The loom in Mungo's new working museum, where guests can view the journey of the textiles from conception to finished product
The loom in Mungo's new working museum, where guests can view the journey of the textiles from conception to finished product
Image: Supplied

About 35 years ago Stuart Holding bundled his wife and two dogs into a rusty car, said goodbye to Cape Town and headed up the Garden Route. The Lancashire-born-and-bred weaver had heard the green valleys around Knysna and Plett were brimming with opportunity.

Setting up his loom in what would become the Old Nick Village just outside Plett, this was the start of Mungo, the distinctly authentic textile brand that is now available across the country and, increasingly, at fine merchants and designers around the world.

Today, Holding still designs the textiles - beautiful linens, towels, kitchen cloths, throws and more - while the next generation is also part of the firm. Son Dax is managing director and runs daily operations, while daughter Tessa heads up the Hout Street store and oversees marketing in Cape Town.

Core to Mungo is that all the fabrics are handwoven by a small team of expert weavers.

The process is begun on an antique 19th- century Hattersley loom, the samples taken home and lived with and, finally, if all is good, developed 10km up the road in The Crags.

From next week that changes when a working museum mill opens at Old Nick adjacent to the original Mungo shop.Housed in a futuristic building designed by the Italian architect Andrea Cristoferetti, guests will be able to view the journey of the textiles from conception to finished product.

Mungo wares include linens, towels, kitchen cloths and throws
Mungo wares include linens, towels, kitchen cloths and throws
Image: Supplied

The building itself is extraordinary - a large open space with curved walls and exposed beams. From the inside, the shape and materials (face-brick, steel and wood) give it the feeling of a ship - something ready to take off and explore the world. Outside, the surface is made of woven wooden strips, designed to replicate the folds of fabric. A moat runs around the front and from a viewing platform visitors can watch the journey of the cloth.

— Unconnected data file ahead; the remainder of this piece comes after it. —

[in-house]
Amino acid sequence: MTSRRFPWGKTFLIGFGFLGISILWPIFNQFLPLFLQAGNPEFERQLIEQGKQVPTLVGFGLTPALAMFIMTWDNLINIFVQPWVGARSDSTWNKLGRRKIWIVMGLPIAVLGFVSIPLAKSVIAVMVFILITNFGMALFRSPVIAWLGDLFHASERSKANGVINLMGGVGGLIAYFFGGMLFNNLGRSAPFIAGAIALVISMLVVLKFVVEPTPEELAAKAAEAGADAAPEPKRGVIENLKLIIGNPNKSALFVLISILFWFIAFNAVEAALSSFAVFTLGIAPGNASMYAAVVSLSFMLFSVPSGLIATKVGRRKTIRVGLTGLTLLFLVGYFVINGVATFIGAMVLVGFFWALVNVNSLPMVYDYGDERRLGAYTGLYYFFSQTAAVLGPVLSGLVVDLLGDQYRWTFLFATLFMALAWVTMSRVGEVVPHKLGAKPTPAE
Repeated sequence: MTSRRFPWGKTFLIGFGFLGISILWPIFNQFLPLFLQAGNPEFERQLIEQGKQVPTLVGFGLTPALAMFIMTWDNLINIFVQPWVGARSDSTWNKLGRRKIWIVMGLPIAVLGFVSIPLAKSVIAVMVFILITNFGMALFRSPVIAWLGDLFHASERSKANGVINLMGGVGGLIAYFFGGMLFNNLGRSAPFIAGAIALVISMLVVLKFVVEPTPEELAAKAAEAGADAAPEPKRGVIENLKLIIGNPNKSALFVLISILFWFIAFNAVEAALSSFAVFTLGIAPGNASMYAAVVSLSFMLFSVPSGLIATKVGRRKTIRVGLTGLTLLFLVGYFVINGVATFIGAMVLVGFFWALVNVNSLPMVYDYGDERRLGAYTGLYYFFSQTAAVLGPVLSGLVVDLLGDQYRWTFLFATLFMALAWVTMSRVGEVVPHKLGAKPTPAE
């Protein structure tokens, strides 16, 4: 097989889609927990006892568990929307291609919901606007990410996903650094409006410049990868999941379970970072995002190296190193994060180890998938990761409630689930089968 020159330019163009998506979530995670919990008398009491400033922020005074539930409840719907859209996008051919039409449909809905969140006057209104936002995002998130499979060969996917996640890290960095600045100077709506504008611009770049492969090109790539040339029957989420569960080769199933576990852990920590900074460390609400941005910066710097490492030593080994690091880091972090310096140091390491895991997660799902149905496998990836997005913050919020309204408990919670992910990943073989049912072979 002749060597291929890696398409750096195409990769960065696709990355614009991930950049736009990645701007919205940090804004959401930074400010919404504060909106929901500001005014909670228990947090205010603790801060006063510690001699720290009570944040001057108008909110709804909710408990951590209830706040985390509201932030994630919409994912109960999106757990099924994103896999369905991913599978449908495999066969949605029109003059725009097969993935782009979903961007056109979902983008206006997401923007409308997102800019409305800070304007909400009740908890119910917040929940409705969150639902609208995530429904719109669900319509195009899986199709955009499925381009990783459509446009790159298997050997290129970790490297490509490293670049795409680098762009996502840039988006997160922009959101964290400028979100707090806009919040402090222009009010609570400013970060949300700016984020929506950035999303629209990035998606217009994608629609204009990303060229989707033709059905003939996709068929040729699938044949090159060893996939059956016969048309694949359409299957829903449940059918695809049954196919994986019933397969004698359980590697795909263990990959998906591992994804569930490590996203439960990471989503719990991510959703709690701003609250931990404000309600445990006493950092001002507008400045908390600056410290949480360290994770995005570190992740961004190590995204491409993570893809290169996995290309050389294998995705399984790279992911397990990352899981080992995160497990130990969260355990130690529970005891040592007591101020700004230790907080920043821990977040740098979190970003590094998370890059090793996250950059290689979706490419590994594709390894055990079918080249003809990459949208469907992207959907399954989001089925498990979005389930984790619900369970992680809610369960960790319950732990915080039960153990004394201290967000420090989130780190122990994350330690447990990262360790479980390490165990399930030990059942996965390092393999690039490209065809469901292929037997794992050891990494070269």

"Historically textile production is inherently very industrial," says Dax. "At Mungo we defy the status quo.

"For us it has always been about creating a quality, sustainable product that is created with integrity."

Tessa echoes this when she says there's something inherently "real" about the product and it could in part be due to origins of the brand - created in a small seaside town by a community that is naturally holistic. Here, in Plett, it's about the essence of life, not so much a commercial one-upmanship.

Having said that, there is no doubting the elegance of the product, but it comes as much from the manufacturing process as it does from a perceived positioning. Design is high, superior yarns are used, and investment is made in longevity - of workforce and product.

"The product itself is luxurious and we want that to be mimicked in the manufacturing process," says Dax.

"At Mungo it's not about commercialism. We believe that we can't make a product that you'll love and cherish if we don't make it with love."

Over the past five years Mungo has become the name to know, with retail operations now at 44 Stanley in Johannesburg and Hout Street in Cape Town. They show at Maison Objet in Paris and are stocked in global design boutiques as well as the Conran Shop in Paris.

"We have an original old loom called Hatty in the Hout Street store," says Tessa. "And people love it. It really moves the Mungo experience from retail to experiential and that's what we're doing here at the Museum Mill. We want to connect people back into the process of how the textiles are made. It's about buying local, supporting communities and keeping employment in South Africa."

This article was originally published in The Times.

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